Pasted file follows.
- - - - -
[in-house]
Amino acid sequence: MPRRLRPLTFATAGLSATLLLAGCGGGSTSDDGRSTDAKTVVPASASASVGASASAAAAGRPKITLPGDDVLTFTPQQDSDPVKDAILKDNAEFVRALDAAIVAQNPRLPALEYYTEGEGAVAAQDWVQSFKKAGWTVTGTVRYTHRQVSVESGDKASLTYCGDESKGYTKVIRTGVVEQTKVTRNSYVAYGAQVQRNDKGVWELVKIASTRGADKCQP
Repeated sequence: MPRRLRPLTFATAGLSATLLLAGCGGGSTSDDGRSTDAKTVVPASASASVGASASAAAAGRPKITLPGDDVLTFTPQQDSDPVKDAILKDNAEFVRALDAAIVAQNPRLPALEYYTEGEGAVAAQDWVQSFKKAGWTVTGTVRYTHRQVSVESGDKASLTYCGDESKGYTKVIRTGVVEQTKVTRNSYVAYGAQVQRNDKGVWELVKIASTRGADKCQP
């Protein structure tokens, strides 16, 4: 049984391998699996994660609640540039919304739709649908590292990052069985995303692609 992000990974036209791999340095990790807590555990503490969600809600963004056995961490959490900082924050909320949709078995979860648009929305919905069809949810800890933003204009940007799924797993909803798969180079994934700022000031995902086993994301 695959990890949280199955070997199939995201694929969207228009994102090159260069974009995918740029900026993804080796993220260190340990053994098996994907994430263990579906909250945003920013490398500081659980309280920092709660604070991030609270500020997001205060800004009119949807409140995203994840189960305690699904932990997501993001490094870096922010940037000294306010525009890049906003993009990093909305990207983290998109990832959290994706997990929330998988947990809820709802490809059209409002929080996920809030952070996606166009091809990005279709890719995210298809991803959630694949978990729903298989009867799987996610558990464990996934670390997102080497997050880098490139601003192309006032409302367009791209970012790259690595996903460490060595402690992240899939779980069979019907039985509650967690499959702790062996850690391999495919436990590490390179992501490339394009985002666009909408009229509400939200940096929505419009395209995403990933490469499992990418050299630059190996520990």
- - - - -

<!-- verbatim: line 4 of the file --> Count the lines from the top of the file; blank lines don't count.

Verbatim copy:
């Protein structure tokens, strides 16, 4: 049984391998699996994660609640540039919304739709649908590292990052069985995303692609 992000990974036209791999340095990790807590555990503490969600809600963004056995961490959490900082924050909320949709078995979860648009929305919905069809949810800890933003204009940007799924797993909803798969180079994934700022000031995902086993994301 695959990890949280199955070997199939995201694929969207228009994102090159260069974009995918740029900026993804080796993220260190340990053994098996994907994430263990579906909250945003920013490398500081659980309280920092709660604070991030609270500020997001205060800004009119949807409140995203994840189960305690699904932990997501993001490094870096922010940037000294306010525009890049906003993009990093909305990207983290998109990832959290994706997990929330998988947990809820709802490809059209409002929080996920809030952070996606166009091809990005279709890719995210298809991803959630694949978990729903298989009867799987996610558990464990996934670390997102080497997050880098490139601003192309006032409302367009791209970012790259690595996903460490060595402690992240899939779980069979019907039985509650967690499959702790062996850690391999495919436990590490390179992501490339394009985002666009909408009229509400939200940096929505419009395209995403990933490469499992990418050299630059190996520990």